The twentieth century witnessed an explosion of new nations carved out of existing ramshackle empires and multiethnic states. Many observers contend that the creation of new states will continue indefinitely, with the two hundred of today becoming the four hundred of tomorrow as more groups seek independence. This provocative and compelling book explores the impact of globalization and terrorism on this trend, arguing convincingly that the era of national self-determination has finally come to an end. Examining the forces that determine the emergence of new nation-states, the distinguished contributors consider a rich array of specific cases from the Middle East, Asia, North America, Europe, and Russia where new states could be created. They contend that globalization, rather than expanding such opportunities, is not as friendly to new weak states with limited resources as it is to established rich nations. Given the vast sums circulating in the world market, few fledgling nations can be financially independent. They find it more prudent to shelter within the protective embrace of existing federations. Equally, governments of federal states can induce restive petitionerssuch as Quebec, Scotland, and the Basquesto remain inside the metropolitan boundary through a system of tangible restraints and rewards. Those who reject the benefits, such as rebels in Chechnya and Aceh, will fail in their bids for independence. Taiwanpoised on a knife-edge between integration with China and independencefaces a series of costs and diminished returns if it seeks full statehood. Finally, terrorism has lost its legitimacy as a technique for gaining independence in the eyes of the international community. Despite the stall in new state formation, there has been no sign of successful military or imperial expansion by established countries toward consolidation into fewer, larger national units. Neither aggression by regional statessuch as the Iraq invasion of Kuwait in 1990, nor interventionsuch as the U.S. occupation
|Publisher:||Rowman & Littlefield Publishers, Inc.|
|Edition description:||New Edition|
|Product dimensions:||6.12(w) x 8.98(h) x 0.91(d)|
About the Author
Richard N. Rosecrance is research professor of political science at the University of California, Los Angeles, and senior fellow in the Belfer Center for Science and International Affairs at the John F. Kennedy School of Government, Harvard University. Arthur A. Stein is professor of political science at the University of California, Los Angeles, and a former member of the Policy Planning Council of the Department of State.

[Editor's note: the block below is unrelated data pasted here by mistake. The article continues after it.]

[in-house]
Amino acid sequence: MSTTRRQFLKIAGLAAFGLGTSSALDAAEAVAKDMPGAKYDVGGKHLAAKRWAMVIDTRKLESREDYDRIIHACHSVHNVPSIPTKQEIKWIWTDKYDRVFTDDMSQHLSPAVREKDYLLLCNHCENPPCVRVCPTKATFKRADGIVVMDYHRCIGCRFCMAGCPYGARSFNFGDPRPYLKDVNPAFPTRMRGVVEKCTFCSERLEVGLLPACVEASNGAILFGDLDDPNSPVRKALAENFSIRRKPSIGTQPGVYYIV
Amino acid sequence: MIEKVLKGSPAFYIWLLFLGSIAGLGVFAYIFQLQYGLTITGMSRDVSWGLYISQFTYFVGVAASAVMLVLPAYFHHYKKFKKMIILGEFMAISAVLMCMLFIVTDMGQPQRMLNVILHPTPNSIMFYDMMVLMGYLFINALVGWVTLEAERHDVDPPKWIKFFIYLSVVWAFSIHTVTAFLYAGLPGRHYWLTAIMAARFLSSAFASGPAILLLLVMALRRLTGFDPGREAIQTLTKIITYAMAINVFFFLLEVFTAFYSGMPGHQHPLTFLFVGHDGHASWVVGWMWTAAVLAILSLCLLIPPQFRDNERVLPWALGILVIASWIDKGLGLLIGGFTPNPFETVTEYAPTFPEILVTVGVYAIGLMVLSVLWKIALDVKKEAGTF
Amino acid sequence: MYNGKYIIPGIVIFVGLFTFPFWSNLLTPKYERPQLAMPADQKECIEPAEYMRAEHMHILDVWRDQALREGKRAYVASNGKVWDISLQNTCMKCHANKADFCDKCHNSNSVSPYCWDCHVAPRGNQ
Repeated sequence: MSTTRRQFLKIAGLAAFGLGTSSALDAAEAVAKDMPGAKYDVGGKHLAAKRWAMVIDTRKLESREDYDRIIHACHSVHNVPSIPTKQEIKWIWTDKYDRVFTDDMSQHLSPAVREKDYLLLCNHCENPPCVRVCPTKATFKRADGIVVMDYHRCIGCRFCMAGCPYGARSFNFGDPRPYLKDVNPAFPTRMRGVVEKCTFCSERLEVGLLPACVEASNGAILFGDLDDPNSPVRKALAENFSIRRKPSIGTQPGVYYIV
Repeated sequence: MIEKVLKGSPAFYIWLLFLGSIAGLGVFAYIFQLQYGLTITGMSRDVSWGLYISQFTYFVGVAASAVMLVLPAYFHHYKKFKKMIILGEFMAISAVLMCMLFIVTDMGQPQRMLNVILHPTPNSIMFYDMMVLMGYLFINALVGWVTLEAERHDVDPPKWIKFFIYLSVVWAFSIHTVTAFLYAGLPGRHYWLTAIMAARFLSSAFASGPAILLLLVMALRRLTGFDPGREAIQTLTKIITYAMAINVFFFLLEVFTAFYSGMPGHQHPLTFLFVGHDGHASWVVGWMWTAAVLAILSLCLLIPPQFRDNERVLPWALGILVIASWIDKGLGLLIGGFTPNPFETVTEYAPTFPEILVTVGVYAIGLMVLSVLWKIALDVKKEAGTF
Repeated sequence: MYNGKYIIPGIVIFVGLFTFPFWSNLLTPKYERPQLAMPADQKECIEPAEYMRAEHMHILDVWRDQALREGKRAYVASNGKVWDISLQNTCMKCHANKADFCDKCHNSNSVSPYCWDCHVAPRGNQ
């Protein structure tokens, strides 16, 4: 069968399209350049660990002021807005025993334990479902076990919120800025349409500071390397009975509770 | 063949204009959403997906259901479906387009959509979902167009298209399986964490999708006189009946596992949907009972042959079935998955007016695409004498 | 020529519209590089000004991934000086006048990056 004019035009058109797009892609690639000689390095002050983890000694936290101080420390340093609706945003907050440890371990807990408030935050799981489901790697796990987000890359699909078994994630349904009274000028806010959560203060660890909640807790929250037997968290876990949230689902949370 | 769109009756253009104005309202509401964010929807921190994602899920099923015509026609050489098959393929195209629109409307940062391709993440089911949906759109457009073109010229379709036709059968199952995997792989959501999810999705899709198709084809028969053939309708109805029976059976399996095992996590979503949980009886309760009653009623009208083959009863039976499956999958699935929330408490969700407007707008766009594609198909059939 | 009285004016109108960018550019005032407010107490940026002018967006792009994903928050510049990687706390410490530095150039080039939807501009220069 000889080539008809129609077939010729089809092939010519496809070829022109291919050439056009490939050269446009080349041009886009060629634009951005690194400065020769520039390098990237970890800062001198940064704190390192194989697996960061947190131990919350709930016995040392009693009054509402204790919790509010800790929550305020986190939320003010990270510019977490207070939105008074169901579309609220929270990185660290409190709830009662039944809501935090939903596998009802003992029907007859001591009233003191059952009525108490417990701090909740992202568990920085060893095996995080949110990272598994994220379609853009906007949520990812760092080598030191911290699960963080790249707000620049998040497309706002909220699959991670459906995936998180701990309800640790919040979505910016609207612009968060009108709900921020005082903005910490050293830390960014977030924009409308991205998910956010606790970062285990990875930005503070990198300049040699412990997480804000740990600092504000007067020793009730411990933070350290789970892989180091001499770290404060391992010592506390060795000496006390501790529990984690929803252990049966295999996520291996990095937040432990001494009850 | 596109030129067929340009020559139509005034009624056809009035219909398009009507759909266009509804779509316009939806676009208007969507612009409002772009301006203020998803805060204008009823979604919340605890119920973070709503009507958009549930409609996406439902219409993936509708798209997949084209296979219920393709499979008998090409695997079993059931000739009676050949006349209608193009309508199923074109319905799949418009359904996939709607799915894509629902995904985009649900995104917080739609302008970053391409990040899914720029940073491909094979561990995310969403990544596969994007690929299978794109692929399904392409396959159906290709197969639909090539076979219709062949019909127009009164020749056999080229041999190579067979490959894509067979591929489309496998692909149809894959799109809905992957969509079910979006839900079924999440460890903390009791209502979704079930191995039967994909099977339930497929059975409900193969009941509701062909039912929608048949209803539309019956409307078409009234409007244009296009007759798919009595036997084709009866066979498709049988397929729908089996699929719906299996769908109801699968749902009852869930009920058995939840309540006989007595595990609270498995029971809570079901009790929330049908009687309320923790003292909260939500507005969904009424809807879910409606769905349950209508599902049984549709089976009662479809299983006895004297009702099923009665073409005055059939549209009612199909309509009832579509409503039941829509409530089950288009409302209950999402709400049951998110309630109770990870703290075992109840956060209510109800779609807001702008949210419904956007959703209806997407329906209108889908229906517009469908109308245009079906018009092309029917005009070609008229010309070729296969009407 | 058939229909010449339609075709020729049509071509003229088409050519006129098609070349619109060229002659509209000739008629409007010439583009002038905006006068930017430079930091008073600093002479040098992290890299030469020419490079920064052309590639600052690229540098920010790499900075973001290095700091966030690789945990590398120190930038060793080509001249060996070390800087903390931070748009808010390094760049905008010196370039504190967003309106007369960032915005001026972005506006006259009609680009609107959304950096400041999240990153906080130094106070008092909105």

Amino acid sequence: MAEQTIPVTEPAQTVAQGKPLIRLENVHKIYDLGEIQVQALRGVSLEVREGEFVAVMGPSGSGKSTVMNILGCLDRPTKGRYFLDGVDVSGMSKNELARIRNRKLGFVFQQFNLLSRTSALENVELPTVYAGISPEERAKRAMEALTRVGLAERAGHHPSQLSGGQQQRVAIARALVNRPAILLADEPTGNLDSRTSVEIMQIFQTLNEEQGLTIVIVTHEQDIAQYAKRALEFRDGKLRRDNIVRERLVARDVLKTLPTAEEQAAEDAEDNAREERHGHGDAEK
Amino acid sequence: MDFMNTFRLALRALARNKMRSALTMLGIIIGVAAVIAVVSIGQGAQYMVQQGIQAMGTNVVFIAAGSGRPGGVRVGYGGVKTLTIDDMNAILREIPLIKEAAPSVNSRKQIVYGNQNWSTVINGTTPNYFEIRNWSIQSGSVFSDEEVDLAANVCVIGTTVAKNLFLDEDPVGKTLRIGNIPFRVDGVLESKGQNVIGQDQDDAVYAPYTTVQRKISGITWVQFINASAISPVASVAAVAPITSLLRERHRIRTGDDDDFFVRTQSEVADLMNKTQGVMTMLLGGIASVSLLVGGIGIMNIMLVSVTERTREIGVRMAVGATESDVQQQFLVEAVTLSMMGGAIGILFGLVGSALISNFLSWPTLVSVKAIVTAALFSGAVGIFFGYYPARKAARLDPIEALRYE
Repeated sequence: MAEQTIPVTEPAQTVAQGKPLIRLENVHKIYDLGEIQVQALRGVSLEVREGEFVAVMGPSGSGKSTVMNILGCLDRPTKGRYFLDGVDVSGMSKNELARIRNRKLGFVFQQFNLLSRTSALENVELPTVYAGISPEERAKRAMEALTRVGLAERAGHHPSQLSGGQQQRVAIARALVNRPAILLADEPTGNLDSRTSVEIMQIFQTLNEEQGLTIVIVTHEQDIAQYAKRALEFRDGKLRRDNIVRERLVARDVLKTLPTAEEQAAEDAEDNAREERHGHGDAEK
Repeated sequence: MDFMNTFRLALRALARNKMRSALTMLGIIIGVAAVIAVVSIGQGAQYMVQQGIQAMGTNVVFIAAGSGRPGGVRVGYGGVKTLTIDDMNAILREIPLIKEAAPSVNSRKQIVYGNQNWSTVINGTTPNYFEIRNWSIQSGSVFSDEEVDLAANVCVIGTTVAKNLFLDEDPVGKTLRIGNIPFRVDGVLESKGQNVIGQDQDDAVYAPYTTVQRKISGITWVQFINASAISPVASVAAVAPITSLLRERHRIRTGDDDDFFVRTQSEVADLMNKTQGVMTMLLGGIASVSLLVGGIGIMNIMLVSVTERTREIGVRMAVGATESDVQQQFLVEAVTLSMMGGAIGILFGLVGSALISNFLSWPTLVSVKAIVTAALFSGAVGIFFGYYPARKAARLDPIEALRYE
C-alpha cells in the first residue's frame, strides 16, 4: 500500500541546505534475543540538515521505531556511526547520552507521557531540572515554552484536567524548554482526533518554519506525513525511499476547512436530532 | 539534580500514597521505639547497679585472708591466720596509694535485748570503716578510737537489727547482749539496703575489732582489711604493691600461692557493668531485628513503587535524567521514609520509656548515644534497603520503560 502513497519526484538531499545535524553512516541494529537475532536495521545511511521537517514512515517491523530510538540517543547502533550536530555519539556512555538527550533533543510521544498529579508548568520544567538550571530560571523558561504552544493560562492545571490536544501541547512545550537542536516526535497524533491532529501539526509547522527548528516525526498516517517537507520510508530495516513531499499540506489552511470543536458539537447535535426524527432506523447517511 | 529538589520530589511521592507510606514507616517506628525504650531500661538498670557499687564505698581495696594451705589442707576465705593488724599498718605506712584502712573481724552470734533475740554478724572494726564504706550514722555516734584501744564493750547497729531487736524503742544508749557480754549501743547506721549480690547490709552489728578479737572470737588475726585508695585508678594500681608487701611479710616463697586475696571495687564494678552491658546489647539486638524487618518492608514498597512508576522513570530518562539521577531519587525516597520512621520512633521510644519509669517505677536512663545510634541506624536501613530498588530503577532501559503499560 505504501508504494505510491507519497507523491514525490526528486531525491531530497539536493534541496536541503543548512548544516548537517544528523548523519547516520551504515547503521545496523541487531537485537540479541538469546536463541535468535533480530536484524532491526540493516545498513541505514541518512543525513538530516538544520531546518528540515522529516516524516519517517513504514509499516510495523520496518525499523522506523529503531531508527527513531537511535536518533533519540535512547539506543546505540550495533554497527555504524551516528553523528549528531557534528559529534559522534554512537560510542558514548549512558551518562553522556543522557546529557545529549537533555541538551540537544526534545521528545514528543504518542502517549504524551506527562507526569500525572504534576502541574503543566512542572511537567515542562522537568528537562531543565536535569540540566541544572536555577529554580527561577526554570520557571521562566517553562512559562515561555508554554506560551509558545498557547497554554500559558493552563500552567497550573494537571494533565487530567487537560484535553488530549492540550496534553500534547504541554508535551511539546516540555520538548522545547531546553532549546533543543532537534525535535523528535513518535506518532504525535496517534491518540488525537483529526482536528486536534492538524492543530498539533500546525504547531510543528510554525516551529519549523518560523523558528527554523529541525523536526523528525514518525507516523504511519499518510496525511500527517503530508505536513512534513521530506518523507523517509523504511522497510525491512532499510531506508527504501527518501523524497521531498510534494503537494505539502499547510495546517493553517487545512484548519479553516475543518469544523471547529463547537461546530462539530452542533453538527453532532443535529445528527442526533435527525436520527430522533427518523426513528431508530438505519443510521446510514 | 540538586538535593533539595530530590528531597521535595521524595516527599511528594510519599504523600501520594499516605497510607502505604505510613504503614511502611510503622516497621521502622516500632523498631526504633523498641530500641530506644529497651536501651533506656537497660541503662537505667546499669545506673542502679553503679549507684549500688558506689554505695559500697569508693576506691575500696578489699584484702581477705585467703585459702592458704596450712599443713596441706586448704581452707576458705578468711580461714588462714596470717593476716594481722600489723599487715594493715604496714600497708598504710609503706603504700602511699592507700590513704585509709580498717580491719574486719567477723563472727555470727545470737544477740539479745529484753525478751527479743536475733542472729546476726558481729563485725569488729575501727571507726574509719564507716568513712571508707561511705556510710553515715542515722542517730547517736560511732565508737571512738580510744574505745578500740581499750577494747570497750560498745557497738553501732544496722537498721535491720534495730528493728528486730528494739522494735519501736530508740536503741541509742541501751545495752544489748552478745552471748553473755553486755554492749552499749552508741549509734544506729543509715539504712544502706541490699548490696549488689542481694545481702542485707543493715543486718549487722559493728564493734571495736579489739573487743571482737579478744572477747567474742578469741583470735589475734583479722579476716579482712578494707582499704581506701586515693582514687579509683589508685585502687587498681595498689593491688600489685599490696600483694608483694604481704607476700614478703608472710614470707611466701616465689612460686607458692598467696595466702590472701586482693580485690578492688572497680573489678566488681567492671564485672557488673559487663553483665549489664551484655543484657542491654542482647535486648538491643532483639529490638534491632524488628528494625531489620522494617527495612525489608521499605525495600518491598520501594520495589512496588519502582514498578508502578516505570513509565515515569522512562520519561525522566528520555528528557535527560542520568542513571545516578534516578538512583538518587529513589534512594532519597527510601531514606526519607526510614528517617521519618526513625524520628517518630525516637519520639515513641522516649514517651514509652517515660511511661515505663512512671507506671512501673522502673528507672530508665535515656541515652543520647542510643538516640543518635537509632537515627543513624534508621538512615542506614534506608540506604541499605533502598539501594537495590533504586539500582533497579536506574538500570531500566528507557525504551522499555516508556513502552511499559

Table of Contents
Chapter 1 Globalization and Its Effects: Introduction and Overview Part 1 Generalist Forces Chapter 2 The "Acceptance" of Globalization Part 2 Specific Outcomes Chapter 3 Will Terrorism Defeat Globalization? Part 3 Conclusions Chapter 4 Terrorism, Overreaction, and Globalization Chapter 5 Can China Be Effectively Punished through Global Economic Isolation? Chapter 6 Globalization, Terrorism, Self-Determination, and the U. S. Relationship with Russia Chapter 7 Globalization and the State in the Middle East: Iran, Turkey, Israel, and the Palestinians Chapter 8 The Failure of Chechen Separatism Chapter 9 The Status Quo in Kashmir? Chapter 10 Global Incentives and Local Responses to Self-determination: An Application to Aceh Chapter 11 Mired in Mesopotamia? The Iraq War and U.S. Interests Chapter 12 Sustainable Peace Agreements in the Age of International Institutions: The Case of Cyprus Chapter 13 The Never-Ending Story Quebec and the Question of National Self-Determination Chapter 14 The Dilemma of Devolution and Federalism: Secessionary Nationalism and the Case of Scotland Chapter 15 The Taiwan-China Tangle: Divided Sovereignty in an Age of Globalization Chapter 16 Who Will Be Independent?
What People are Saying About This
For 500 years, as empires fell and fiefdoms vanished, the nation-state has proven an evolutionary winner—its number soaring from 50 to 200 since World War II. Will globalization and integration, nuclear weapons and terrorism, finally do it in? For some astute and surprising answers, read this excellent collection.
Richard Rosecrance and Arthur Stein deal with one of the most important and understudied issues in global politics today—the question of state fragmentation and state formation. The chapters in this volume provide fresh thinking on why states exist and how they are defined.
An outstanding collection of essays on the deepening of economic globalization and its impact on nationalism, state formation, and stability in the international system.